SALT LAKE CITY — Utah lawmakers on Aug. 19 officially selected a new location for the Utah State Prison. The state’s House and Senate confirmed that the new facility will be built on a site near Interstate 80 just west of the Salt Lake City International Airport by 62-12 and 21-7 votes respectively. Gov. Gary Herbert has also signed off on the plan, which will unfold over the next several years as the state proceeds with purchasing the site and completing the design process.
The airport-adjacent site was also the one unanimous selected by the Prison Relocation Commission (PRC) earlier this month. PRC members — including Utah state legislators Sen. Jerry W. Stevenson, R-Layton, co-chair; Rep. Brad Wilson, R-Kaysville, co-chair; Sen. Karen Mayne, D-West Valley City; Sen. Evan Vickers, R-Cedar City; Rep. Francis Gibson, R-Mapleton; Rep. Eric Hutchings, R-Salt Lake; Rep. Mark Wheatley, D-Murray; Executive Director of the Utah Department of Corrections, Rollin Cook; and Executive Director of the Commission on Criminal and Juvenile Justice, Ron Gordon — determined that, while the industrially zoned site would require the greatest upfront investment, it would be more cost-effective in the long-term as it offers more affordable utilities and is nearer to hospitals and justice facilities.
“When we started getting long-term operating costs back, that was something that tipped the scales considerably,” Sen. Stevenson, who co-chaired the PRC, told Fox News 13 following the PRC’s selection.
The three other sites previously considered included:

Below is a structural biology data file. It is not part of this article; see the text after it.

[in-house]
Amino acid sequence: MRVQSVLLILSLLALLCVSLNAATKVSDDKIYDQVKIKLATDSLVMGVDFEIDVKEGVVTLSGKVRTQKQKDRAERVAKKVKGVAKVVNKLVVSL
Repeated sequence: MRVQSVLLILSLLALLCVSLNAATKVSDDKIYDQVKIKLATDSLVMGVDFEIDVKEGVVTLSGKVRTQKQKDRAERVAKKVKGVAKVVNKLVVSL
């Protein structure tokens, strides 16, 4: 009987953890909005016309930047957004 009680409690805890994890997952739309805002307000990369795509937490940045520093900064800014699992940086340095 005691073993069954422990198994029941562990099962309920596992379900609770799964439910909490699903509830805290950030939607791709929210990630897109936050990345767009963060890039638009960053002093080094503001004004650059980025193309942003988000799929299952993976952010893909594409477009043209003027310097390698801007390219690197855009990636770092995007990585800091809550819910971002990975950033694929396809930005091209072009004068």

• Lake Mountains West in Utah County — located at the southernmost part of Eagle Mountain City
• Cedar Valley South in Utah County — located southwest of Eagle Mountain City at the southern end of the town of Fairfield along SR 73
• SR 138 Industrial Site in Tooele County — located near the Wal-Mart Distribution Center on the west side of SR 138 in Grantsville
This announcement follows a series of informational meetings held over May and early June in Salt Lake City, Grantsville and the Eagle Mountain/Fairfield area, all of which were considered as potential sites. The meetings also marked the first time the PRC allowed public comment on the controversial move.
The contentious relocation plan inspired some heated debate in recent months, particularly in Utah County. The Salt Lake City Tribune reported in June that more than 700 Utah County residents attended the final informational meeting. They were concerned that the planned 500-acre prison complex would stunt residential and commercial development. In addition to economic development concerns, opponents noted that a substantial amount of road would have to be constructed to reach the site where inclement weather could also pose a challenge. Concerns about the Tooele County site centered on possible water availability issues.
Primary concerns regarding the winning Salt Lake County site included problems tied to building on wetlands and a lack of proper bedrock. However, it was one site that did not pose residential re-zoning concerns.
Proponents of the move, regardless of the selected site, have consistently noted that the existing facility in Draper is falling apart, preventing the state from instituting reforms, improvements and new technologies. Crumbling 1950s- and 1970s-era buildings populate the 700-acre complex, and lawmakers and PRC members would instead prefer to see the state build a modern, campus-like correctional complex.
Officials hope to repurpose the existing Draper site as a business park, as a number of tech companies are already located nearby. The state’s Prison Relocation and Development Authority completed a master plan and study, which found that, when fully developed, the yearly economic impact of the reimagined Draper campus would total roughly $1.8 billion.